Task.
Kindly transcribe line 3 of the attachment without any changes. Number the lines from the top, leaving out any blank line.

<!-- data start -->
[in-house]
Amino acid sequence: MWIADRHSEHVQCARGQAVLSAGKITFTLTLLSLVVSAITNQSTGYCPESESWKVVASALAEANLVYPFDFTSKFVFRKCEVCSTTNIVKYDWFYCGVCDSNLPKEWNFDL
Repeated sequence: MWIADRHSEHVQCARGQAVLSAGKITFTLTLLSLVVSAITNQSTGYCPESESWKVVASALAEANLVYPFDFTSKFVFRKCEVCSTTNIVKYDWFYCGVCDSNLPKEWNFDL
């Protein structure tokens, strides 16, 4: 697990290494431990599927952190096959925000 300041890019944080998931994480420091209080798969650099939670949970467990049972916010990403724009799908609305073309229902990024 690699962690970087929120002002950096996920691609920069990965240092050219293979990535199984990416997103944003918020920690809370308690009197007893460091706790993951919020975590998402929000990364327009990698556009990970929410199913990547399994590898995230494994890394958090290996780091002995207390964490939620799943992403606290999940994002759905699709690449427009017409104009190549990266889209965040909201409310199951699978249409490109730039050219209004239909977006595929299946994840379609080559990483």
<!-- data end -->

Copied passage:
Repeated sequence: MWIADRHSEHVQCARGQAVLSAGKITFTLTLLSLVVSAITNQSTGYCPESESWKVVASALAEANLVYPFDFTSKFVFRKCEVCSTTNIVKYDWFYCGVCDSNLPKEWNFDL